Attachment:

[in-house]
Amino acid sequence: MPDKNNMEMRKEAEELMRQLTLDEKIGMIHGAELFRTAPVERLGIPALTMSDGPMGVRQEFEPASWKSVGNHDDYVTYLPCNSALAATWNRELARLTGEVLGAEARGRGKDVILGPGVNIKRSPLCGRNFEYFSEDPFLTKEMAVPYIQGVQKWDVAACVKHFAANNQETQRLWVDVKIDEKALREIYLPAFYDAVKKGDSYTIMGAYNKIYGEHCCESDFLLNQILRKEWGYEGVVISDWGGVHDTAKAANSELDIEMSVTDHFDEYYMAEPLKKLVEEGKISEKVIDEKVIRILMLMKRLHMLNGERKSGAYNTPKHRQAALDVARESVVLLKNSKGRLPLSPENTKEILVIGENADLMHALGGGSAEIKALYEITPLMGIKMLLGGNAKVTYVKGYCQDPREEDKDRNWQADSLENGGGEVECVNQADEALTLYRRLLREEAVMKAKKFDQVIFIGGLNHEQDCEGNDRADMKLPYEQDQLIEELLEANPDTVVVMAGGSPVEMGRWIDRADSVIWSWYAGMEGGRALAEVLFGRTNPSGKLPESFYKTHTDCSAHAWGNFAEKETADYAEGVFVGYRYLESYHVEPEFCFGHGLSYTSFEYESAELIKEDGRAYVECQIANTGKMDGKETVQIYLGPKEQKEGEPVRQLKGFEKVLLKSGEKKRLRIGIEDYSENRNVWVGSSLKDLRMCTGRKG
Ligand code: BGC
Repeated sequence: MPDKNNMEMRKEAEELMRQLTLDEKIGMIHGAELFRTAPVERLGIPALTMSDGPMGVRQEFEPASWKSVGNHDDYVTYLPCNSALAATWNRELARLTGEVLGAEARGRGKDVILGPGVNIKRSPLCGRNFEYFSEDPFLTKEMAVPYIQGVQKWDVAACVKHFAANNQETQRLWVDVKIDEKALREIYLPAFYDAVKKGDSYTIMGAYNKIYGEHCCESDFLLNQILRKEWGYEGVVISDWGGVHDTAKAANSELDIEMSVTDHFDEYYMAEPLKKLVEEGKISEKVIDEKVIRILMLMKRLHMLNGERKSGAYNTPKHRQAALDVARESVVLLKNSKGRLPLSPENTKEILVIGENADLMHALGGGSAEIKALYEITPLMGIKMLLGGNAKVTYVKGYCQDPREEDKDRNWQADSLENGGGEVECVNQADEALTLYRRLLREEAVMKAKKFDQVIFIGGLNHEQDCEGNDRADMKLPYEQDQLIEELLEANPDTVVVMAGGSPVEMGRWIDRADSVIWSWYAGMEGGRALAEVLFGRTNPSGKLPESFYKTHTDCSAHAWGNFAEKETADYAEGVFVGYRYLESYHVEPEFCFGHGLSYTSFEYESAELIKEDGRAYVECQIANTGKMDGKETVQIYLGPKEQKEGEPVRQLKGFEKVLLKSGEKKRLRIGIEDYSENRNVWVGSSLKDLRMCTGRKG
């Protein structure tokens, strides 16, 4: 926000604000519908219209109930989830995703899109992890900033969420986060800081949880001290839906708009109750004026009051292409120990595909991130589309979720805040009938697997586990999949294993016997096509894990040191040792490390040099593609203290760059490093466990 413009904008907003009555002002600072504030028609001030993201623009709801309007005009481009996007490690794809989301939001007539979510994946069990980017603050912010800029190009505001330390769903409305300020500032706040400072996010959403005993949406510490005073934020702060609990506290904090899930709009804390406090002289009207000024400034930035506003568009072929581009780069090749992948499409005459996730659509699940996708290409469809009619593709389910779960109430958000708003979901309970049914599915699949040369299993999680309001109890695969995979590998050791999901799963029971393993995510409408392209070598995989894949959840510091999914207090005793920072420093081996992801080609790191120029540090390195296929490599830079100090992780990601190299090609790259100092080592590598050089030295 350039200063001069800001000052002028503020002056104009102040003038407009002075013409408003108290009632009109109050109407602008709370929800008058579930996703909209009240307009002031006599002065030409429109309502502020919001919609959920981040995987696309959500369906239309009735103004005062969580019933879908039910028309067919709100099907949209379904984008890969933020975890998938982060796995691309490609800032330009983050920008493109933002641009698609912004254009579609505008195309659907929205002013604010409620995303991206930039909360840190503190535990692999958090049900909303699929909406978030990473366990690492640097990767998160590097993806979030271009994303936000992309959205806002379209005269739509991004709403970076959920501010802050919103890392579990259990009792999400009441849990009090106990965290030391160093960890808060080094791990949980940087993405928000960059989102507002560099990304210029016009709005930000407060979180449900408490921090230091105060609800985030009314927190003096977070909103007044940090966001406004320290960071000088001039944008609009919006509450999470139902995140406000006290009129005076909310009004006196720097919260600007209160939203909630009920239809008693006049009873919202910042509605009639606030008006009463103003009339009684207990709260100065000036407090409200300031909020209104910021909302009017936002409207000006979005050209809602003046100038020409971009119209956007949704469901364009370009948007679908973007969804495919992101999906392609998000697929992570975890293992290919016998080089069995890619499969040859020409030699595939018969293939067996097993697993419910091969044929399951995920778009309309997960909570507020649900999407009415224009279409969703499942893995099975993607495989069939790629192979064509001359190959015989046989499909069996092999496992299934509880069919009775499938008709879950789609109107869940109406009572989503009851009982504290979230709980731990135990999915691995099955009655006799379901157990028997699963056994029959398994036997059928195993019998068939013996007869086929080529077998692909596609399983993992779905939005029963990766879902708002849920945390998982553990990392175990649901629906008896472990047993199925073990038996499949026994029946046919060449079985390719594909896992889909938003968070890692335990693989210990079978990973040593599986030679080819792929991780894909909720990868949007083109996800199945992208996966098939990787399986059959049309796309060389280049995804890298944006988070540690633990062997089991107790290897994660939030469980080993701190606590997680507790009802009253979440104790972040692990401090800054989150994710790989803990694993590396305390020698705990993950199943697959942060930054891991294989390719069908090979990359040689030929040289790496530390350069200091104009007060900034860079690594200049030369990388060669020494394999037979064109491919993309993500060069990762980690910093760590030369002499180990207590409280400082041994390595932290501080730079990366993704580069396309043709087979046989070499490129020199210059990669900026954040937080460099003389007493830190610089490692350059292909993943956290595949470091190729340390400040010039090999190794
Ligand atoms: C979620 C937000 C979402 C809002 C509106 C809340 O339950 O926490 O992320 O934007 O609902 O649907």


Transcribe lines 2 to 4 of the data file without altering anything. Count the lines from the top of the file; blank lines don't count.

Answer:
Amino acid sequence: MPDKNNMEMRKEAEELMRQLTLDEKIGMIHGAELFRTAPVERLGIPALTMSDGPMGVRQEFEPASWKSVGNHDDYVTYLPCNSALAATWNRELARLTGEVLGAEARGRGKDVILGPGVNIKRSPLCGRNFEYFSEDPFLTKEMAVPYIQGVQKWDVAACVKHFAANNQETQRLWVDVKIDEKALREIYLPAFYDAVKKGDSYTIMGAYNKIYGEHCCESDFLLNQILRKEWGYEGVVISDWGGVHDTAKAANSELDIEMSVTDHFDEYYMAEPLKKLVEEGKISEKVIDEKVIRILMLMKRLHMLNGERKSGAYNTPKHRQAALDVARESVVLLKNSKGRLPLSPENTKEILVIGENADLMHALGGGSAEIKALYEITPLMGIKMLLGGNAKVTYVKGYCQDPREEDKDRNWQADSLENGGGEVECVNQADEALTLYRRLLREEAVMKAKKFDQVIFIGGLNHEQDCEGNDRADMKLPYEQDQLIEELLEANPDTVVVMAGGSPVEMGRWIDRADSVIWSWYAGMEGGRALAEVLFGRTNPSGKLPESFYKTHTDCSAHAWGNFAEKETADYAEGVFVGYRYLESYHVEPEFCFGHGLSYTSFEYESAELIKEDGRAYVECQIANTGKMDGKETVQIYLGPKEQKEGEPVRQLKGFEKVLLKSGEKKRLRIGIEDYSENRNVWVGSSLKDLRMCTGRKG
Ligand code: BGC
Repeated sequence: MPDKNNMEMRKEAEELMRQLTLDEKIGMIHGAELFRTAPVERLGIPALTMSDGPMGVRQEFEPASWKSVGNHDDYVTYLPCNSALAATWNRELARLTGEVLGAEARGRGKDVILGPGVNIKRSPLCGRNFEYFSEDPFLTKEMAVPYIQGVQKWDVAACVKHFAANNQETQRLWVDVKIDEKALREIYLPAFYDAVKKGDSYTIMGAYNKIYGEHCCESDFLLNQILRKEWGYEGVVISDWGGVHDTAKAANSELDIEMSVTDHFDEYYMAEPLKKLVEEGKISEKVIDEKVIRILMLMKRLHMLNGERKSGAYNTPKHRQAALDVARESVVLLKNSKGRLPLSPENTKEILVIGENADLMHALGGGSAEIKALYEITPLMGIKMLLGGNAKVTYVKGYCQDPREEDKDRNWQADSLENGGGEVECVNQADEALTLYRRLLREEAVMKAKKFDQVIFIGGLNHEQDCEGNDRADMKLPYEQDQLIEELLEANPDTVVVMAGGSPVEMGRWIDRADSVIWSWYAGMEGGRALAEVLFGRTNPSGKLPESFYKTHTDCSAHAWGNFAEKETADYAEGVFVGYRYLESYHVEPEFCFGHGLSYTSFEYESAELIKEDGRAYVECQIANTGKMDGKETVQIYLGPKEQKEGEPVRQLKGFEKVLLKSGEKKRLRIGIEDYSENRNVWVGSSLKDLRMCTGRKG